By Michelle Kingston
To Whitney Molina, being homeless meant living on the street, holding up signs and sleeping in cardboard boxes.
It was a scene she never thought she’d have to be a part of, growing up in a stable home in Springfield.
After giving birth to her son, she was forced to leave her parents’ home due to his chronic asthma. The conditions of the home not suited for his medical needs.
“I was in a dark place,” she said. “Scary. I grew fear and thought, is this it?”
Massachusetts is the only right to shelter state in the country. After being put on long waiting lists for low-income housing, she moved into a state shelter in a local hotel.
She spent two years in a hotel in Chicopee. Thankful for the roof over her head, but feeling like she had failed, Whitney said she had no wait out, the way some of the other 1,200 families living shelters across the state also believe.
Of the 1,200 families in homeless hotels in the state, 20 of them are in Chicopee. Thirty families are in Greenfield hotels, 37 families are in Holyoke hotels and 23 families in Springfield are in hotels. Of those families, the state reports 286 children in western Massachusetts are living in a single room with their families.
After about a year in this dark, unstable situation, Whitney came to a realization when playing with her son.“I look into his eyes and I just realized how much he needed his mother and how much he needed his mother to be strong and how much he needed his mother because he depended on his mother no questions asked,” Whitney said. “I was determined. I said this is not the end of the road this is just the beginning. This is just the beginning and I’m going to pick myself up and I’m going to try the impossible.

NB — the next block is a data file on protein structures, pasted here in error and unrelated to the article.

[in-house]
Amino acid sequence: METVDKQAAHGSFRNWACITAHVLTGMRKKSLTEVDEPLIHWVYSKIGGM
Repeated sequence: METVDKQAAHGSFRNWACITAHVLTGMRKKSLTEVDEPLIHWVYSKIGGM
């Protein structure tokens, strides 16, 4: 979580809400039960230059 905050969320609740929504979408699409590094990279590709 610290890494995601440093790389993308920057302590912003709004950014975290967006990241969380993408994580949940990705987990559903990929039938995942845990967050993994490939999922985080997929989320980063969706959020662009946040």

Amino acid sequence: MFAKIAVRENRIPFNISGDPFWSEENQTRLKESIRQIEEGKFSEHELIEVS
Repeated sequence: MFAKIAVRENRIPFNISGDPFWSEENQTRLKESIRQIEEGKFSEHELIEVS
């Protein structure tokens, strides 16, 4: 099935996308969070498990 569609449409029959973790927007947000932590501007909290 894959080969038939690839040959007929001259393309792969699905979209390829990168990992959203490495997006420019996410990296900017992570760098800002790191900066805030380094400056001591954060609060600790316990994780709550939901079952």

”That’s when the Center of Human Development reached Whitney. They put a temporary roof over her head and just weeks later, helped her settle into an apartment that she now calls home.
“At the end of the day, life is like a puzzle and we just have to put it together and figure it out,” Whitney said.
CHD also hired Whitney full time.
“She also has a skill set and a personality that really kind of meshed with some of the work that we are doing and we had an administrative assistant position available and had her apply for that and hired her or it,” CHD program director Jane Banks said.
Whitney has come full circle, from being homeless in a shelter to renting an apartment, owning a car and working for the people who once helped her. She recently drove by the shelter with her son, which brought back memories and emotions.
“He’s like, ‘Mommy, you sad?’ And I’m like, ‘No, I’m so happy, baby, and I’m so proud to be your mom and I’m so proud of how far we’ve come and I’m so proud of you, strong little boy.’”
Whitney is one of about a dozen women who were once homeless that now work for CHD. She is now able to fully provide for her family, no longer needing financial assistance.
Copyright 2015 Western Mass News (Meredith Corporation). All rights reserved.
Posted: Nov 02, 2015 3:34 PM ESTUpdated: Nov 02, 2015 3:34 PM EST